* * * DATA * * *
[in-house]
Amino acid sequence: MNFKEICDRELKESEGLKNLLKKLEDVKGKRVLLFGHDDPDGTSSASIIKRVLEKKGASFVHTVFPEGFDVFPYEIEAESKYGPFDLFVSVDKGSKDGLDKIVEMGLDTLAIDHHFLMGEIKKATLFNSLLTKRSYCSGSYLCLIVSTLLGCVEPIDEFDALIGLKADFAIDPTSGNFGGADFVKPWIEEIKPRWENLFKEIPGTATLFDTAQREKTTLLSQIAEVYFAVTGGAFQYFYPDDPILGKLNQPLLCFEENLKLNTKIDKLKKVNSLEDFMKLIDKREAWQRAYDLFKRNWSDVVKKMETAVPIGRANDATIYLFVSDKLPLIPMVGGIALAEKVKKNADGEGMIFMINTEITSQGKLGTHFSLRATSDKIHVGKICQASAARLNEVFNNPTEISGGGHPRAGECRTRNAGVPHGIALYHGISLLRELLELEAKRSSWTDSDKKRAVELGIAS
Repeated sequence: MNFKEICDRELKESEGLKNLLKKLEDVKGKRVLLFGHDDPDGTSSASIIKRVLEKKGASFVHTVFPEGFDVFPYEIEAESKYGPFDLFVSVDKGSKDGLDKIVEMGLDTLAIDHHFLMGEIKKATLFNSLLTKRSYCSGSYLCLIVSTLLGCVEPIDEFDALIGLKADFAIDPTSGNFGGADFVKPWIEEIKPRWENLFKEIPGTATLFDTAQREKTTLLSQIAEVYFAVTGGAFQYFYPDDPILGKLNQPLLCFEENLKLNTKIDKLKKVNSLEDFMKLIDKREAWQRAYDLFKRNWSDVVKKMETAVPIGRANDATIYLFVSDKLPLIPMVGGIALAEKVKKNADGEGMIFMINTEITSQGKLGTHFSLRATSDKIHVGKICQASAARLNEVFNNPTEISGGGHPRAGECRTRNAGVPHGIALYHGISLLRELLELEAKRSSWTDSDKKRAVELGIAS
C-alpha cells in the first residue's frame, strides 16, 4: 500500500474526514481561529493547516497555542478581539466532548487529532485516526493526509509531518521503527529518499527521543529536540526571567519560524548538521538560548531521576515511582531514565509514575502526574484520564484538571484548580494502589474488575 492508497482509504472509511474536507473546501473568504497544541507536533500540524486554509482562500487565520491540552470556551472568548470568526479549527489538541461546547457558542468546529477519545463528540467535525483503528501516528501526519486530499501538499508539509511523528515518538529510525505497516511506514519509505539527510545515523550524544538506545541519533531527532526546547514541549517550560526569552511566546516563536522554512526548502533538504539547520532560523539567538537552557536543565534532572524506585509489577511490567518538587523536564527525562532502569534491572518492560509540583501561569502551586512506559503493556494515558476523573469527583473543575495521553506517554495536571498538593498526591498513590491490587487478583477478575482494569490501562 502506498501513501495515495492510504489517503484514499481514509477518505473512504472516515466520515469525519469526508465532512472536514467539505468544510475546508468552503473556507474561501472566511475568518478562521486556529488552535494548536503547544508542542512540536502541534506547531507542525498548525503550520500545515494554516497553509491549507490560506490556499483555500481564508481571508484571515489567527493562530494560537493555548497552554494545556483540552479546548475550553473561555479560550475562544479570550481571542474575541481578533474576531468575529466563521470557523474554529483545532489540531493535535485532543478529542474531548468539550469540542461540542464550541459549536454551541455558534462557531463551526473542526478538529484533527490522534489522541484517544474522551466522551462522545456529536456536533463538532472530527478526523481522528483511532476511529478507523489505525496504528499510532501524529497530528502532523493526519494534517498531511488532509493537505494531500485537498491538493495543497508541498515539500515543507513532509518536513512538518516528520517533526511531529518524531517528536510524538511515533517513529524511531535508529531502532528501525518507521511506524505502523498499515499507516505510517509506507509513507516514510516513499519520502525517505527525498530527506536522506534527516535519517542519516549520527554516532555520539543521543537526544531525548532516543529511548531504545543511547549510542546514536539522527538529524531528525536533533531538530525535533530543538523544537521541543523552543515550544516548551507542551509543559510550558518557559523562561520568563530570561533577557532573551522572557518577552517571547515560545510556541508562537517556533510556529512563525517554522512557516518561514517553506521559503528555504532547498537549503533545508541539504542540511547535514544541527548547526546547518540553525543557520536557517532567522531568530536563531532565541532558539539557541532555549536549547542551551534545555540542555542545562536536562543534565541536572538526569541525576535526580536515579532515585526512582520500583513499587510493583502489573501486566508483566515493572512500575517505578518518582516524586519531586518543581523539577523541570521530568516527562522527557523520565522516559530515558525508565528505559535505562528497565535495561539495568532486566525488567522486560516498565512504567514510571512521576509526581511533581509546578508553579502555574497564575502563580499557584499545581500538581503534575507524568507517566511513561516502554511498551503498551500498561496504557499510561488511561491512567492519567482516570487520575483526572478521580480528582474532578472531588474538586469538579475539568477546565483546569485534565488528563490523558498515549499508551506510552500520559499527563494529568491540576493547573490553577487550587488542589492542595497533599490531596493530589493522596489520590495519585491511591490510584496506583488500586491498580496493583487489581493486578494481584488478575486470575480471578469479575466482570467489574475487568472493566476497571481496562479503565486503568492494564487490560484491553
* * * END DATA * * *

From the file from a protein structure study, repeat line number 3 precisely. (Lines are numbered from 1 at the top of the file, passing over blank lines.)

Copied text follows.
Repeated sequence: MNFKEICDRELKESEGLKNLLKKLEDVKGKRVLLFGHDDPDGTSSASIIKRVLEKKGASFVHTVFPEGFDVFPYEIEAESKYGPFDLFVSVDKGSKDGLDKIVEMGLDTLAIDHHFLMGEIKKATLFNSLLTKRSYCSGSYLCLIVSTLLGCVEPIDEFDALIGLKADFAIDPTSGNFGGADFVKPWIEEIKPRWENLFKEIPGTATLFDTAQREKTTLLSQIAEVYFAVTGGAFQYFYPDDPILGKLNQPLLCFEENLKLNTKIDKLKKVNSLEDFMKLIDKREAWQRAYDLFKRNWSDVVKKMETAVPIGRANDATIYLFVSDKLPLIPMVGGIALAEKVKKNADGEGMIFMINTEITSQGKLGTHFSLRATSDKIHVGKICQASAARLNEVFNNPTEISGGGHPRAGECRTRNAGVPHGIALYHGISLLRELLELEAKRSSWTDSDKKRAVELGIAS